A good introduction is essential to get a speaker off to a good start. The tendency for event hosts to go casual and say a few non-substantive words — or worse, to try to make a joke at the speaker’s expense — hurts both the speaker and the meeting. Here’s why, and how to give a good intro that will help the speaker — and the event — succeed.
Audiences want several things from a speaker, and some of them right away. First, audiences begin by asking why — why should I pay attention? Why should I care? Why is this going to be important to me? If a speaker is successful, the audience will start asking how — how do I get started? How do I make this my own? That’s success for a speaker — moving the audience from why to how.
Second, audiences test speakers for a few things: trust, credibility, likability. On these items, they’ll give a speaker a little time, but they make unconscious decisions very quickly, and those unconscious decisions are hard to turn around. So it’s better to get it right from the start.
That’s where the introduction comes in. An introduction can help answer the why question. And an introduction can help establish credibility, especially, but also trust and likability. The result of a good introduction is to greatly increase the likelihood that the speaker will do well. At least, she’s off to a good start.
A good introduction should answer 3 questions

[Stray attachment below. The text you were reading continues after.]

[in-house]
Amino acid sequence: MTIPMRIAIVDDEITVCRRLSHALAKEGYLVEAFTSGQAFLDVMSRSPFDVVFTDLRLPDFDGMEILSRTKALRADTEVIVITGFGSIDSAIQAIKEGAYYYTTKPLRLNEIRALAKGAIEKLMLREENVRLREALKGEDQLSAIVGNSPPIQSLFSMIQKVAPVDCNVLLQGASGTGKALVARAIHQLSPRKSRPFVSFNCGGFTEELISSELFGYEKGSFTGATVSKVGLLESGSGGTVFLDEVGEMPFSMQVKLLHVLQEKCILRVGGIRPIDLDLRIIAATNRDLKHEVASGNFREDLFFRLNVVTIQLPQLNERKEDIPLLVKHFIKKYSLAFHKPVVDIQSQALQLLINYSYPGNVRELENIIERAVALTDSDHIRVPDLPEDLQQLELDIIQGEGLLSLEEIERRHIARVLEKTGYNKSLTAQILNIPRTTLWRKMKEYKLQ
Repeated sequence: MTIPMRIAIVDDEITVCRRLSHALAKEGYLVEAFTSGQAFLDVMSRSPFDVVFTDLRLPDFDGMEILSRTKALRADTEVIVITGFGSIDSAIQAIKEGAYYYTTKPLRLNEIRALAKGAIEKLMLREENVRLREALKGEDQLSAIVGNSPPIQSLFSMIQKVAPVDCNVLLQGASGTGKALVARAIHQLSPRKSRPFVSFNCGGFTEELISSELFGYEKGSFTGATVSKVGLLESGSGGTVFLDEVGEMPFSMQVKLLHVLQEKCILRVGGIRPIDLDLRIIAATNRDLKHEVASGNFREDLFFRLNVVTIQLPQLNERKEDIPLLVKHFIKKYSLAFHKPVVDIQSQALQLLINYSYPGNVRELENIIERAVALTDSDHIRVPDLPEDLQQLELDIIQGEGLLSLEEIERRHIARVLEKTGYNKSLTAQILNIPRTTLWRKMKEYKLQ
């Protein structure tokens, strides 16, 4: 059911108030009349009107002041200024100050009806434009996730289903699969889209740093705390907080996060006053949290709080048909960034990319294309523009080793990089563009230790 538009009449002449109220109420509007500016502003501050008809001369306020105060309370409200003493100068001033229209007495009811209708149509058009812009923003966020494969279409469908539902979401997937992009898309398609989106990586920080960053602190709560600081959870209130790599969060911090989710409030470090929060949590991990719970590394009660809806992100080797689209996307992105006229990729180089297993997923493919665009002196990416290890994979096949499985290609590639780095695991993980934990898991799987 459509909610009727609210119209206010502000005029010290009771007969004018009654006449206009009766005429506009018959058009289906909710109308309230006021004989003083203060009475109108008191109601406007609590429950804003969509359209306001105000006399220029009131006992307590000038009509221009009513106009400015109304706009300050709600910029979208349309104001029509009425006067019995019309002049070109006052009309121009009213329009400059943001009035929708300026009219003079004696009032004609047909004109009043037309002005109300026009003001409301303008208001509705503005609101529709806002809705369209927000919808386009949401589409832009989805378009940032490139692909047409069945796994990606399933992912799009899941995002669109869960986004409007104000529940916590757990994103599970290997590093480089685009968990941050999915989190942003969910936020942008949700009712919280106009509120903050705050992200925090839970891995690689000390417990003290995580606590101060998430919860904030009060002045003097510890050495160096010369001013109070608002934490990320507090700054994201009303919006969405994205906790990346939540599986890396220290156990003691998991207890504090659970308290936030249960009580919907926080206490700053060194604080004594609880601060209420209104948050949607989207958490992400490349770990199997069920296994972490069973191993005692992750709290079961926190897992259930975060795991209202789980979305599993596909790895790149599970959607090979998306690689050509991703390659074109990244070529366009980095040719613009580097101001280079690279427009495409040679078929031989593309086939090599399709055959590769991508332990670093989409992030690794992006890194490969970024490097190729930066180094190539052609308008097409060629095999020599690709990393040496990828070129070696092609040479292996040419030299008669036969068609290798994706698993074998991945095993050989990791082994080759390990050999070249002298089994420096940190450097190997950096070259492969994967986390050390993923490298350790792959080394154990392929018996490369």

A good introduction should answer 3 questions: why this speaker, on this subject, to this audience? A little humor is permitted, but an introduction should never denigrate the speaker, even in fun. The idea is to build the speaker up in the audience’s mind.
As an example, here’s a short introduction I provide for my own speaking engagements
Here at XXXXXXX, we live and die by our communications successes and failures. So it is with special excitement that I’m pleased to welcome Dr. Nick Morgan to our annual gathering. Nick is one of America’s top communication theorists and coaches. He has coached people to give Congressional testimony, to appear on the Today Show, and to take on the investment community. His latest book, Trust Me: Four Steps to Authenticity and Charisma, was published by Jossey-Bass last year. And he has one of the best blogs on communications.
Have you ever wondered why you can’t take your eyes off some charismatic public figures, while others put you immediately to sleep? Nick is going to demystify charisma and storytelling for us today, giving us lots of practical ideas we can immediately put to work when we’re back in the office on Monday…
Please join me in welcoming Dr. Nick Morgan!